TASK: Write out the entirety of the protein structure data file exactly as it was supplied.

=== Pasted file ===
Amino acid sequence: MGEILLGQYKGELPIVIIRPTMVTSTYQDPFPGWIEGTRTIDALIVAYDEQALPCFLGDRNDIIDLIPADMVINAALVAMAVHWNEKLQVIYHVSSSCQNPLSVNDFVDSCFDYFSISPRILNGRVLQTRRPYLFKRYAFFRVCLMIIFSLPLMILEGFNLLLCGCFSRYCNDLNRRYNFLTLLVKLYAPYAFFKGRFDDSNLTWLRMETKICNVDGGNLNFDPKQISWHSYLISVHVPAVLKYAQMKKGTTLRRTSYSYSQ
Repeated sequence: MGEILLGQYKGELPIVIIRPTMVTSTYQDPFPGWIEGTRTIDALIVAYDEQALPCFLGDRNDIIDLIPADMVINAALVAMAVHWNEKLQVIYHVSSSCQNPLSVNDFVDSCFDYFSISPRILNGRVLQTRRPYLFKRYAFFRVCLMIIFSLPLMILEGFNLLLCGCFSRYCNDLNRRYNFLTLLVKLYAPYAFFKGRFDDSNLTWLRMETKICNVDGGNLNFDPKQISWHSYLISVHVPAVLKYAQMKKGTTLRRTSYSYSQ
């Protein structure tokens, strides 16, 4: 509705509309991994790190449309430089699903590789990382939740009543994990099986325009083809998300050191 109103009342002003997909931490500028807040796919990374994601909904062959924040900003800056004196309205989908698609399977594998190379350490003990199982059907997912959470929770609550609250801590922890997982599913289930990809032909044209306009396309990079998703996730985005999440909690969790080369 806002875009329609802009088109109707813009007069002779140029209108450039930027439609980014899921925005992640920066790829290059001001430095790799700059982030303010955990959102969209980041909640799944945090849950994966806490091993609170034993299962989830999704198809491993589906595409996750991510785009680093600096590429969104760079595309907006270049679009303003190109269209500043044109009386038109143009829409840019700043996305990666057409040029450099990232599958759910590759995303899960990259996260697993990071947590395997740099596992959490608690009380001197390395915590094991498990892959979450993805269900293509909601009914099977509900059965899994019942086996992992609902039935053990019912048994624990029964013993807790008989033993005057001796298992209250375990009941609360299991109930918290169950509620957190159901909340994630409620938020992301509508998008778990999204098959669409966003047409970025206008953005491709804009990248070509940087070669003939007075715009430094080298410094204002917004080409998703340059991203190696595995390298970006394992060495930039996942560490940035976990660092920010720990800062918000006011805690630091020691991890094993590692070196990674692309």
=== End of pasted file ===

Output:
Amino acid sequence: MGEILLGQYKGELPIVIIRPTMVTSTYQDPFPGWIEGTRTIDALIVAYDEQALPCFLGDRNDIIDLIPADMVINAALVAMAVHWNEKLQVIYHVSSSCQNPLSVNDFVDSCFDYFSISPRILNGRVLQTRRPYLFKRYAFFRVCLMIIFSLPLMILEGFNLLLCGCFSRYCNDLNRRYNFLTLLVKLYAPYAFFKGRFDDSNLTWLRMETKICNVDGGNLNFDPKQISWHSYLISVHVPAVLKYAQMKKGTTLRRTSYSYSQ
Repeated sequence: MGEILLGQYKGELPIVIIRPTMVTSTYQDPFPGWIEGTRTIDALIVAYDEQALPCFLGDRNDIIDLIPADMVINAALVAMAVHWNEKLQVIYHVSSSCQNPLSVNDFVDSCFDYFSISPRILNGRVLQTRRPYLFKRYAFFRVCLMIIFSLPLMILEGFNLLLCGCFSRYCNDLNRRYNFLTLLVKLYAPYAFFKGRFDDSNLTWLRMETKICNVDGGNLNFDPKQISWHSYLISVHVPAVLKYAQMKKGTTLRRTSYSYSQ
């Protein structure tokens, strides 16, 4: 509705509309991994790190449309430089699903590789990382939740009543994990099986325009083809998300050191 109103009342002003997909931490500028807040796919990374994601909904062959924040900003800056004196309205989908698609399977594998190379350490003990199982059907997912959470929770609550609250801590922890997982599913289930990809032909044209306009396309990079998703996730985005999440909690969790080369 806002875009329609802009088109109707813009007069002779140029209108450039930027439609980014899921925005992640920066790829290059001001430095790799700059982030303010955990959102969209980041909640799944945090849950994966806490091993609170034993299962989830999704198809491993589906595409996750991510785009680093600096590429969104760079595309907006270049679009303003190109269209500043044109009386038109143009829409840019700043996305990666057409040029450099990232599958759910590759995303899960990259996260697993990071947590395997740099596992959490608690009380001197390395915590094991498990892959979450993805269900293509909601009914099977509900059965899994019942086996992992609902039935053990019912048994624990029964013993807790008989033993005057001796298992209250375990009941609360299991109930918290169950509620957190159901909340994630409620938020992301509508998008778990999204098959669409966003047409970025206008953005491709804009990248070509940087070669003939007075715009430094080298410094204002917004080409998703340059991203190696595995390298970006394992060495930039996942560490940035976990660092920010720990800062918000006011805690630091020691991890094993590692070196990674692309």